David Castillo Gallery is proud to present Real Time with new work by each of the gallery’s represented artists. The exhibition addresses issues of allotted time such as in art and the creation of it or in space and life in general. Art plots history because of the way it distills or filters everything we can experience in any way. Time whether real or simply understood to be real can be art itself, it functions as a creator because time is simultaneously a point of arrival and a point of departure. Time has been a topic of concern since the beginning of human existence from philosophers to saints to artists to writers to everyday people. We live by it even though we have very little understanding of it beyond basic physical principles, theories, and our own experience of it whether real or not. The flow of time marks us, gives us our identity, in much the same way it marks art and gives it many layers and new connotations and interpretations with the passage of time.
Real time depends truly on who is speaking and who is being spoken to. There can be the real time of youth versus the real time of old age versus the real time of eternity. By creating work, artists deflect time, alter it in some way. Artwork can be considered real time in so far as it is time-sensitive or how time must be capitalized in order to be put to good use. In the end, human time is our real time; it is the time within which art can be understood, loved, discussed and debated since it is not likely that we will have knowledge of universal time. Descartes put it simply and while not referring to art, it can be applied to art, “Time is a divine process of transformation.” In addressing this philosophical topic, Real Time brings together new works by Andrew Guenther, Aramis Gutierrez, Quisqueya Henriquez, Nayef Homsi, Pepe Mar, Leyden Rodriguez-Casanova, Adam Shecter, Frances Trombly, and Wendy Wischer.
Guenther’s works address problems through a fictional evolution, a fictional passage of time in totally imagined landscapes. As a morbid portraitist, Aramis Gutierrez’s paintings contain sometimes fatalistic narratives of untimely death- the ultimate discussion of time, eternity. Henriquez’s conceptual body of work addresses real time through modernity and its elegance as interpreted from the late 20th and early 21st centuries. Her work is a kind of intervention of the urban landscape through observation. Nayef Homsi’s paintings may be discussed in part through centuries of European cultural dominance and painting practices. At the same time, the work dismantles certain symbols of gender, class, and religion.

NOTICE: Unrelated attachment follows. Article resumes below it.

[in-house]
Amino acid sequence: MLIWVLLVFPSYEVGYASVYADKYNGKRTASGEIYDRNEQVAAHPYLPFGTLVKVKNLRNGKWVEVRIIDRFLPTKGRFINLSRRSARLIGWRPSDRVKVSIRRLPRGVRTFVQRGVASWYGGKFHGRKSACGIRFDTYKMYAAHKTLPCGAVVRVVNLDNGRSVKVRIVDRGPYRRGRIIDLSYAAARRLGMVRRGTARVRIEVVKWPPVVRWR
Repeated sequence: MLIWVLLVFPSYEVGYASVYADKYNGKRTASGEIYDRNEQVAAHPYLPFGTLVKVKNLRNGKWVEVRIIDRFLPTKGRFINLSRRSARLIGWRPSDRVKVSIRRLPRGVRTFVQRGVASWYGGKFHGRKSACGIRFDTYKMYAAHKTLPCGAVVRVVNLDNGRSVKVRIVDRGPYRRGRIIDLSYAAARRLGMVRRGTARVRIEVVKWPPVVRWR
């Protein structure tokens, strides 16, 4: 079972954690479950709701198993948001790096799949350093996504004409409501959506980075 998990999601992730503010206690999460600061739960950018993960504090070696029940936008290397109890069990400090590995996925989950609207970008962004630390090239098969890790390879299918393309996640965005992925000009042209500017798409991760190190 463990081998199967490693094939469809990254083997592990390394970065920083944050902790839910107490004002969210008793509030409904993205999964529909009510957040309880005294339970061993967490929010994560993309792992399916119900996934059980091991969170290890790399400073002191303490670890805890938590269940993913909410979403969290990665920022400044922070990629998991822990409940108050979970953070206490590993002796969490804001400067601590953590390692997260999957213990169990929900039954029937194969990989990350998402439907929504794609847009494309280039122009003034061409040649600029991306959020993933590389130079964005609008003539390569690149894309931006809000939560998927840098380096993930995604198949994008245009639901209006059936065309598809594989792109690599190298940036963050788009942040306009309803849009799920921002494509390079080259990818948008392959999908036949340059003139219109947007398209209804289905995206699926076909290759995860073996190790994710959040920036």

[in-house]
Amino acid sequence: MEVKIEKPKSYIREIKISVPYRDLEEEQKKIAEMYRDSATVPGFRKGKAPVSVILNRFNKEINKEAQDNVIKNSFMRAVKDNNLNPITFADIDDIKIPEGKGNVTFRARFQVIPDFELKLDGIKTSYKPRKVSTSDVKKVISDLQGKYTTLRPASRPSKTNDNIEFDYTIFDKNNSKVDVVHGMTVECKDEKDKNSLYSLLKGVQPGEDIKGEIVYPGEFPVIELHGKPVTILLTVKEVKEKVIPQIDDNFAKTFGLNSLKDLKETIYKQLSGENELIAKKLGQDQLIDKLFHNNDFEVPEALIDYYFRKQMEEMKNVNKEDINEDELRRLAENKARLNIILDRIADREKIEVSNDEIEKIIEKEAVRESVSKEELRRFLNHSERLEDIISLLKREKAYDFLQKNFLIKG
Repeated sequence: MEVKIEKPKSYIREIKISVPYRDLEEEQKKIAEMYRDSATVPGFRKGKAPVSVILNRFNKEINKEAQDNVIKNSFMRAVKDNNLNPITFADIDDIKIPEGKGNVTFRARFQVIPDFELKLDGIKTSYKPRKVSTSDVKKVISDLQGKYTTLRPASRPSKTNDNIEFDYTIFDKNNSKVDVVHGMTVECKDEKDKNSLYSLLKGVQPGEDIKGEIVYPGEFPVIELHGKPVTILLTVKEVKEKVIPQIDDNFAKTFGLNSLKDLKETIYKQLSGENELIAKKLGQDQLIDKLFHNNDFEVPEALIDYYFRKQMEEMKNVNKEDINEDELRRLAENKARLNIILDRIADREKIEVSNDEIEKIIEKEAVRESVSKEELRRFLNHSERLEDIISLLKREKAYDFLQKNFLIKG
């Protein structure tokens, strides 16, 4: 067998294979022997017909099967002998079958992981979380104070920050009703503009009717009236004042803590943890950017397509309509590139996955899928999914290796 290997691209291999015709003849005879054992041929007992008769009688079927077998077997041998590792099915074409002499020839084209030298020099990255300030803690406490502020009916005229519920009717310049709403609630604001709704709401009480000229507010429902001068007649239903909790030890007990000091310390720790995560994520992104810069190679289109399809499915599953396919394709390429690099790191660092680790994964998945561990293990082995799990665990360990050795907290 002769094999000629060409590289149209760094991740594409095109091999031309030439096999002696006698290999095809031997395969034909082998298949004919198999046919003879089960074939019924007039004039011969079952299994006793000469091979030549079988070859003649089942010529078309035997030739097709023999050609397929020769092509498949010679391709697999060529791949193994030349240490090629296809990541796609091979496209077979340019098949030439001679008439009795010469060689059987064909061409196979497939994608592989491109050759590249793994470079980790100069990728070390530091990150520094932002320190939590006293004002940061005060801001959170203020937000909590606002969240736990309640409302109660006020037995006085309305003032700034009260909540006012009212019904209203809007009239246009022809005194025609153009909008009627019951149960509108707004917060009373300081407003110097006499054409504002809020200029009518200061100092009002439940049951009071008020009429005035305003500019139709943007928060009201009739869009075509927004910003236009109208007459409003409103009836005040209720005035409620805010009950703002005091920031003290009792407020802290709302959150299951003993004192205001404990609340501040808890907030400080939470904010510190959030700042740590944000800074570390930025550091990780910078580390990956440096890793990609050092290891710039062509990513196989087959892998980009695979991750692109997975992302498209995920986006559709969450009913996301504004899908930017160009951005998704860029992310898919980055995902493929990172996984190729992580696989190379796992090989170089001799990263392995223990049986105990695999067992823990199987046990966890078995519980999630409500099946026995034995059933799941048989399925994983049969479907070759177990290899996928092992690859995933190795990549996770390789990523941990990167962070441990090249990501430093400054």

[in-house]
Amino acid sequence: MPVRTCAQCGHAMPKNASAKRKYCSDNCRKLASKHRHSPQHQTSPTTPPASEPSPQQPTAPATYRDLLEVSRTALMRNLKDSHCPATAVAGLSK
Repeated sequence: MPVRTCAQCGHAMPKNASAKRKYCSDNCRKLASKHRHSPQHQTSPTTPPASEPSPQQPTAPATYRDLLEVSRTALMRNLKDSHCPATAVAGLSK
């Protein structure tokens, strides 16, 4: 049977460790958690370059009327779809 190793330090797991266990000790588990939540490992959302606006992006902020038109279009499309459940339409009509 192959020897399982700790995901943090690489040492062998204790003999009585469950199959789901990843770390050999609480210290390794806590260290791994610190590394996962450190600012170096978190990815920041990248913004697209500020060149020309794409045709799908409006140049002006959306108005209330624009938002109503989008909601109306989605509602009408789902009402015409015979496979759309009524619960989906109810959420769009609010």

Mar’s installation as his work in general deals with the elusive present time, the banality of theatrical gestures and our era of production, consumption, disposition, and recuperation. Through his collage he makes the old new again, something real time is entirely incapable of. By decoding iconic architecture, Leyden Rodriguez-Casanova’s work understands that time is subject to cultural contexts. There is a purity and loneliness inherent in his works, a dissection of memory as well as nostalgia. Shecter’s animations are inspired in part by the time he spends working with children, his recollections of television programs as a child himself, and resolving these recollections into the present real time (if such a time indeed exists anywhere outside of art).
Inspired by what is normally perceived as worthless remnants, Frances Trombly’s work like time itself is a story of transformation. Her real time is spent in hours of crocheting, weaving, knitting, and sewing- recreating objects that give the discarded a second lease on life and give the viewer aesthetic pause. Many of the concepts of interest to Wischer can be described as a fulmination of light, without which time could not exist. Furthermore, real “human” time is explored in depth in her work through the longing and desire found in the reflection on nature.